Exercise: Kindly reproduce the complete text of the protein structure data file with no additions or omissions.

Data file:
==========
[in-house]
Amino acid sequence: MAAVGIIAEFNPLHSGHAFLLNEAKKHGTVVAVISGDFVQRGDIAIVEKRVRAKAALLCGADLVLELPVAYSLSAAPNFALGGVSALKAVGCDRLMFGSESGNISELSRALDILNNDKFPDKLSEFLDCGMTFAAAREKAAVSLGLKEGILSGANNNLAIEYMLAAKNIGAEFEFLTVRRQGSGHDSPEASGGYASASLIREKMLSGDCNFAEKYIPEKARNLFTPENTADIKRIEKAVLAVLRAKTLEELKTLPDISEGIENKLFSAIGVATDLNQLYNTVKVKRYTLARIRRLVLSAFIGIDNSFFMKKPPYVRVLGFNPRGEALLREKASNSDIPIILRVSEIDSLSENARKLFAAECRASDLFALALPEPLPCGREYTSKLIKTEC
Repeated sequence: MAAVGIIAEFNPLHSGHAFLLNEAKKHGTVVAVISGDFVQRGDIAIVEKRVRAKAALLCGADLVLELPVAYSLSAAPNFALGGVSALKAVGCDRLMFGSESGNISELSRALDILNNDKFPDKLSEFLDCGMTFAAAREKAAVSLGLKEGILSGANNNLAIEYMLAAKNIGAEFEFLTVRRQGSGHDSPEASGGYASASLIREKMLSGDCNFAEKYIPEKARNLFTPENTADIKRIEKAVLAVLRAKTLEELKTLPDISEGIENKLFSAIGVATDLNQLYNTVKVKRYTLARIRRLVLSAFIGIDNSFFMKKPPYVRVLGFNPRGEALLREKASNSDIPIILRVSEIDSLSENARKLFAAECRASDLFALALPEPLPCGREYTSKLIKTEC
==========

[in-house]
Amino acid sequence: MAAVGIIAEFNPLHSGHAFLLNEAKKHGTVVAVISGDFVQRGDIAIVEKRVRAKAALLCGADLVLELPVAYSLSAAPNFALGGVSALKAVGCDRLMFGSESGNISELSRALDILNNDKFPDKLSEFLDCGMTFAAAREKAAVSLGLKEGILSGANNNLAIEYMLAAKNIGAEFEFLTVRRQGSGHDSPEASGGYASASLIREKMLSGDCNFAEKYIPEKARNLFTPENTADIKRIEKAVLAVLRAKTLEELKTLPDISEGIENKLFSAIGVATDLNQLYNTVKVKRYTLARIRRLVLSAFIGIDNSFFMKKPPYVRVLGFNPRGEALLREKASNSDIPIILRVSEIDSLSENARKLFAAECRASDLFALALPEPLPCGREYTSKLIKTEC
Repeated sequence: MAAVGIIAEFNPLHSGHAFLLNEAKKHGTVVAVISGDFVQRGDIAIVEKRVRAKAALLCGADLVLELPVAYSLSAAPNFALGGVSALKAVGCDRLMFGSESGNISELSRALDILNNDKFPDKLSEFLDCGMTFAAAREKAAVSLGLKEGILSGANNNLAIEYMLAAKNIGAEFEFLTVRRQGSGHDSPEASGGYASASLIREKMLSGDCNFAEKYIPEKARNLFTPENTADIKRIEKAVLAVLRAKTLEELKTLPDISEGIENKLFSAIGVATDLNQLYNTVKVKRYTLARIRRLVLSAFIGIDNSFFMKKPPYVRVLGFNPRGEALLREKASNSDIPIILRVSEIDSLSENARKLFAAECRASDLFALALPEPLPCGREYTSKLIKTEC